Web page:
Monday, November 20, 2006

Can evangelicals change the face of enviromentalism

The Baptist Standard writes about a new film that suggests that traditionally right-wing Republican evangelicals could have a big part in key enviromental reform:
A Canadian film team has released in United States theatres The Great Warming, a movie about climate change and the initiatives aimed at reversing its trend toward permanent ecologic damage.
Unlike other recent environmental movies, like Al Gore’s An Inconvenient Truth, The Great Warming portrays evangelicals as a group with the potential to push governmental policies toward sustainable living.
It also has hearty endorsements from the National Council of Churches, the Evangelical Environmental Network, and the Coalition on Environment and Jewish Life, all of which have urged churches to host screenings and discussion groups about the movie...
Historically, evangelicals haven’t cared much for talk about climate change. Cizik said that’s because “environmentalism has a sort of a ‘left-wing tilt.’” Plus, many pastors never have preached about caring for creation. Once church members begin hearing sermons about the environment, he said, they’ll realize it’s an important issue.
The response will become significant when evangelicals change not only their lifestyles but their votes. Evangelicals comprise between 40 percent and 50 percent of the Republican base. Cizik said he believes if the largest group in the Republican coalition would demand its leaders work on climate change, clean air and pure water, then GOP leaders would listen.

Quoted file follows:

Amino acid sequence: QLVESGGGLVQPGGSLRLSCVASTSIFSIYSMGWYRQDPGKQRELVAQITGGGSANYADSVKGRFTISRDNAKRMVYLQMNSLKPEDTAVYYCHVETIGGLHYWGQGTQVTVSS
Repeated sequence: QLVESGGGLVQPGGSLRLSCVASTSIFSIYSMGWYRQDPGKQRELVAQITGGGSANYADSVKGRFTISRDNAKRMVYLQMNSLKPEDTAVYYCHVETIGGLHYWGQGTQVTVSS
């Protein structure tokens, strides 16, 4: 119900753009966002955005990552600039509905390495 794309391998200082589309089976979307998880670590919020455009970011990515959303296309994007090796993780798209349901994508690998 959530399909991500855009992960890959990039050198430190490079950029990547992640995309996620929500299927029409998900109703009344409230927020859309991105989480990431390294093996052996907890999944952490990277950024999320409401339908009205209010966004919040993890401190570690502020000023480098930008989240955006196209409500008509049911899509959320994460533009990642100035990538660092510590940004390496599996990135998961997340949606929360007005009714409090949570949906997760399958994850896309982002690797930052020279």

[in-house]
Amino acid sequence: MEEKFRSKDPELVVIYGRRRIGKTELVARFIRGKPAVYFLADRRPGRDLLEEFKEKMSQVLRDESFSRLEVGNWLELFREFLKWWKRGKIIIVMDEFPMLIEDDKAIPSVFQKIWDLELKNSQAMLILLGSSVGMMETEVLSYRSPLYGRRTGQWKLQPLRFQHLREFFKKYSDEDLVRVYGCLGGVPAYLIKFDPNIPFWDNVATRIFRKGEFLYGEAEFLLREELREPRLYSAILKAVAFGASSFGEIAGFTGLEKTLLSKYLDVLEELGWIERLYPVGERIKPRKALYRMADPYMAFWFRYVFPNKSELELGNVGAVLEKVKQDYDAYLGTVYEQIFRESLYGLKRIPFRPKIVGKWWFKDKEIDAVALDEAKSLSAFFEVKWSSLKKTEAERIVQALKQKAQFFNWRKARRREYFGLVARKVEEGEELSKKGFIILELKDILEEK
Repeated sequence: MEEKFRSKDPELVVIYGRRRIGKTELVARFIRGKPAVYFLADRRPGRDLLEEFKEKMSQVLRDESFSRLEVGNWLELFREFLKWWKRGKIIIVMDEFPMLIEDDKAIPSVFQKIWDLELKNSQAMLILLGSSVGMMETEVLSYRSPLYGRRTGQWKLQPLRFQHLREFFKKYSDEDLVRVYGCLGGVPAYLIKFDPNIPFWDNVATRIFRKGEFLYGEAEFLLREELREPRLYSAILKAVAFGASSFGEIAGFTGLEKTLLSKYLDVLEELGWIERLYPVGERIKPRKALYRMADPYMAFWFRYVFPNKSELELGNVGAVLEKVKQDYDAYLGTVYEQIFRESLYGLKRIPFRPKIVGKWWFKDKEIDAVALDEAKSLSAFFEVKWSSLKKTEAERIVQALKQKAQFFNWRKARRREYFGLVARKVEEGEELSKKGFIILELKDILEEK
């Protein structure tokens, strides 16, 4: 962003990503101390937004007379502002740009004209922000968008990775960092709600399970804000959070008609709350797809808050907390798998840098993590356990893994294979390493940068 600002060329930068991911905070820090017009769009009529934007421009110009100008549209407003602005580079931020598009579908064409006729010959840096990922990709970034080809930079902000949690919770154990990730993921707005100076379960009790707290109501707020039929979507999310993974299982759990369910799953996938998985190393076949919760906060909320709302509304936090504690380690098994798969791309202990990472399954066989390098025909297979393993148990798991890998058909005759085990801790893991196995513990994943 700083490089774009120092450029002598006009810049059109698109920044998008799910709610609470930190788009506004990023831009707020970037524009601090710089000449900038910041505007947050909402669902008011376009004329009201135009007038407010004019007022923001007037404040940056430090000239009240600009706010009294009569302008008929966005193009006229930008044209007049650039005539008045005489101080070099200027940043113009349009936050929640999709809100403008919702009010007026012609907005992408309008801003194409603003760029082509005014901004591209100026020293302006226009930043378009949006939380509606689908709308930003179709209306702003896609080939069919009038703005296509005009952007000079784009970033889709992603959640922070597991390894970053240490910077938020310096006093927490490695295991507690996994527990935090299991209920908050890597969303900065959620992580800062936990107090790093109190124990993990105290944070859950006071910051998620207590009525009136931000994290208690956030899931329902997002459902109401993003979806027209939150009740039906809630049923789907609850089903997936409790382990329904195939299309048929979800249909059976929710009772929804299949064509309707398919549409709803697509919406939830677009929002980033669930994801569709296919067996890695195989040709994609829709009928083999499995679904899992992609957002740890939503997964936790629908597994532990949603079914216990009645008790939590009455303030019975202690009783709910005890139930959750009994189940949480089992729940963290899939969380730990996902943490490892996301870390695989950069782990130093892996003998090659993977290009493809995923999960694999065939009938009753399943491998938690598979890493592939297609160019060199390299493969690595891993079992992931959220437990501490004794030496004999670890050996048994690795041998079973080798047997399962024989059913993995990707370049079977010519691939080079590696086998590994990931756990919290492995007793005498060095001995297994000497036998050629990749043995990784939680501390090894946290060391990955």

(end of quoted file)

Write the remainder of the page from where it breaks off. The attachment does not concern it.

I wrote about this somewhat a while back after reading Rob Bell's book Velvet Elvis.When we think about creation, remember that God calls it "good."
The word is used throughout the Creation narrative to say that God perceives his creation as "good."

"The God said, 'Let the land produce vegetation: seed bearing plants and trees on the land that bear fruit with seed in it, according to their various kinds.' And it was so. The next verse is significant: The land produced vegetation. Notice it doesn't say, 'God produced vegetation.'"

God empowered creation to do something.
We are empowered with loads of potential. All of creation is.
And this is for all you "tree-huggin-haters" :-) (who I admit, I used to be one of you):

"God then makes people whom he puts right in the middle of all this loaded creation, commanding them to care for creation, to manage it, to lovingly use it, to creatively order it... They are in intimate relationship with their enviroment. They are enviromentalists. Being deeply connected with their enviroment is who they are. For them to be anything else or to deny their divine responsibility to care for all that God has made would be to deny something that is at the core of their existence.
That is why litter and polution are spiritual issues.
And until that last sentence makes perfect sense, we haven't fully grasped what it means to be human and live in God's world."

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